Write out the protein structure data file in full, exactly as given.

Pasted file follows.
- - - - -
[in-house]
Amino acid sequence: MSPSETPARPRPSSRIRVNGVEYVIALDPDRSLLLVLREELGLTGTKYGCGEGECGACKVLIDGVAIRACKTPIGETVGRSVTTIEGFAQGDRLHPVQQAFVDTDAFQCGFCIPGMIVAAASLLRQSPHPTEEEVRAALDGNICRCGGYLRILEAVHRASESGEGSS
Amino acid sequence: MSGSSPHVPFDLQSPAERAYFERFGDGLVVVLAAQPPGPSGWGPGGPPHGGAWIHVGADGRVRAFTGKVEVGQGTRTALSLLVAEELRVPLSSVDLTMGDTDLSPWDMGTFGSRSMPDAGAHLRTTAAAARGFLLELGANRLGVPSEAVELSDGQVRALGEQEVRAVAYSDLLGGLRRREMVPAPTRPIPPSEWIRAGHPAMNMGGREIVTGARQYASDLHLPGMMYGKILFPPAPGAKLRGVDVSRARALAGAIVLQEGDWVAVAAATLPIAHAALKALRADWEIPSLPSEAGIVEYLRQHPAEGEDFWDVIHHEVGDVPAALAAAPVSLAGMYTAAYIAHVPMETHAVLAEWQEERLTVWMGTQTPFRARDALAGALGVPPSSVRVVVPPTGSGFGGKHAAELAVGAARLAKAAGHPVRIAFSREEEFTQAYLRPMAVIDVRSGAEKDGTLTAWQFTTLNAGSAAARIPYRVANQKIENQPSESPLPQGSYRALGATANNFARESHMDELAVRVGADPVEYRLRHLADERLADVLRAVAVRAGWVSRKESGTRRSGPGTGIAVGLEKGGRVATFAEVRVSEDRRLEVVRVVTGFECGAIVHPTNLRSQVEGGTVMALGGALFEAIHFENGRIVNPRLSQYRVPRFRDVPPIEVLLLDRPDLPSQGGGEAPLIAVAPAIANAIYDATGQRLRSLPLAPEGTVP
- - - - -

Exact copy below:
[in-house]
Amino acid sequence: MSPSETPARPRPSSRIRVNGVEYVIALDPDRSLLLVLREELGLTGTKYGCGEGECGACKVLIDGVAIRACKTPIGETVGRSVTTIEGFAQGDRLHPVQQAFVDTDAFQCGFCIPGMIVAAASLLRQSPHPTEEEVRAALDGNICRCGGYLRILEAVHRASESGEGSS
Amino acid sequence: MSGSSPHVPFDLQSPAERAYFERFGDGLVVVLAAQPPGPSGWGPGGPPHGGAWIHVGADGRVRAFTGKVEVGQGTRTALSLLVAEELRVPLSSVDLTMGDTDLSPWDMGTFGSRSMPDAGAHLRTTAAAARGFLLELGANRLGVPSEAVELSDGQVRALGEQEVRAVAYSDLLGGLRRREMVPAPTRPIPPSEWIRAGHPAMNMGGREIVTGARQYASDLHLPGMMYGKILFPPAPGAKLRGVDVSRARALAGAIVLQEGDWVAVAAATLPIAHAALKALRADWEIPSLPSEAGIVEYLRQHPAEGEDFWDVIHHEVGDVPAALAAAPVSLAGMYTAAYIAHVPMETHAVLAEWQEERLTVWMGTQTPFRARDALAGALGVPPSSVRVVVPPTGSGFGGKHAAELAVGAARLAKAAGHPVRIAFSREEEFTQAYLRPMAVIDVRSGAEKDGTLTAWQFTTLNAGSAAARIPYRVANQKIENQPSESPLPQGSYRALGATANNFARESHMDELAVRVGADPVEYRLRHLADERLADVLRAVAVRAGWVSRKESGTRRSGPGTGIAVGLEKGGRVATFAEVRVSEDRRLEVVRVVTGFECGAIVHPTNLRSQVEGGTVMALGGALFEAIHFENGRIVNPRLSQYRVPRFRDVPPIEVLLLDRPDLPSQGGGEAPLIAVAPAIANAIYDATGQRLRSLPLAPEGTVP